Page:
BRYAN COUNTY, Ga. (WSAV) — The number of new jobs and investment in the region from the Hyundai Meta Plant and its suppliers is continuing to climb. The estimate sits at nearly $10 billion in capital investment and nearly 15,000 new jobs to the region.
A new workforce study will help local leaders to form a plan for each community.
“You look at what happened with other automotive companies that came into the south – there really was a strong benefit for everybody. I have no doubt that’s going to happen here… just as long as we do it the right way,” Trip Tollison, President and CEO of the Savannah Economic Development Authority, told News 3.
The meta plant is set to open in 2025, the same year experts expect the demand for workers to outpace the supply. Tollison says regional leaders are working to keep up.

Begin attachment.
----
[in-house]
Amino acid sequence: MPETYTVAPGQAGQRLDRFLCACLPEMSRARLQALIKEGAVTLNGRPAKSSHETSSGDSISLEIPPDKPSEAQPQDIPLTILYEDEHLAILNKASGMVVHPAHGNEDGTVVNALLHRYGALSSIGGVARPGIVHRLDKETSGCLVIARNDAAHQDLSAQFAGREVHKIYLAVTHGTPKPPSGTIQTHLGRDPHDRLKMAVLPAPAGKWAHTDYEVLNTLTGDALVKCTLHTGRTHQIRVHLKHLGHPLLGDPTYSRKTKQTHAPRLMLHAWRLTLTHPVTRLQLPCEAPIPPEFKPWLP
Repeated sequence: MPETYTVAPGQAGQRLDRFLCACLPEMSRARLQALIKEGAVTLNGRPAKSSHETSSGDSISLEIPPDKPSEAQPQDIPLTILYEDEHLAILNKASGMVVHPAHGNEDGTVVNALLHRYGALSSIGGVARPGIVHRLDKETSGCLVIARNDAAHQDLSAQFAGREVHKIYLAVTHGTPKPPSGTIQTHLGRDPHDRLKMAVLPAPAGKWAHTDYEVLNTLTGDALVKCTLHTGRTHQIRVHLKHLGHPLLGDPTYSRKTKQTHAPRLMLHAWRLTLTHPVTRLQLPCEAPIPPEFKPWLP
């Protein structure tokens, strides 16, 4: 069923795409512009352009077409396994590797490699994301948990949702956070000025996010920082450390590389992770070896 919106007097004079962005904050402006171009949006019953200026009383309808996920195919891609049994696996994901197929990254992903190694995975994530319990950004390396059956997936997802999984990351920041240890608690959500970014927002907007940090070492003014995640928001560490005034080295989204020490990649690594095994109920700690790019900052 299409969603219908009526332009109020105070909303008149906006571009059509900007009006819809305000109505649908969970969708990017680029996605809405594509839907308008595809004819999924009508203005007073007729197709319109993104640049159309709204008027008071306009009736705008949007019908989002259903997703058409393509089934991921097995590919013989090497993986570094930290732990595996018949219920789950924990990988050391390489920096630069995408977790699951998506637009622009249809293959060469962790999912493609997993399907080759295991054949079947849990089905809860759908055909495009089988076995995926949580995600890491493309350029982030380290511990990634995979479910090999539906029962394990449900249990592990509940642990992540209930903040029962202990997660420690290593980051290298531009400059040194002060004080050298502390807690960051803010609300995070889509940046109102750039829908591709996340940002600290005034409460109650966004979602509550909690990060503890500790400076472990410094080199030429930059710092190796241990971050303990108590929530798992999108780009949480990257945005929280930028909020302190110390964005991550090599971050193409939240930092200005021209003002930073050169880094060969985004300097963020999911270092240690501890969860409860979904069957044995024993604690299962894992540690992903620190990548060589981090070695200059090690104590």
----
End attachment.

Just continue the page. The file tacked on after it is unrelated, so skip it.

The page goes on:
This new workforce study identified needs and challenges in the market. Those include:
- the tight labor supply
- the importance of competitive pay and employee retention
- the need for recruitment of high school graduates and retired military personnel
They are targeting Tennessee, Florida, New York, Pennsylvania and Illinois for recruitment.
“There are industries there that are no longer kind of applicable to those regions where there is higher unemployment that we can tap into,” he said.
Collaboration in each individual community is needed to perfect this action plan, according to Tollison.
“Everybody’s very interested in the success of our industrial base. That is paramount. Everybody’s on the same page about working together in order to make sure we line up good quality, high-paying jobs,” Tollison explained.
Anna Chafin, CEO of the Development Authority of Bryan County says the area will be forever changed, but this development is a marathon, not a sprint.
“I think we’re very much up for a challenge, and we know that this workforce development scenario is going to be difficult to tackle. But, we’re excited about the possibilities, and we’re ready to get to work,” Chafin said.
The workforce study was conducted through a survey of mainly industrial workers in the area.
For the complete study, click or tap here.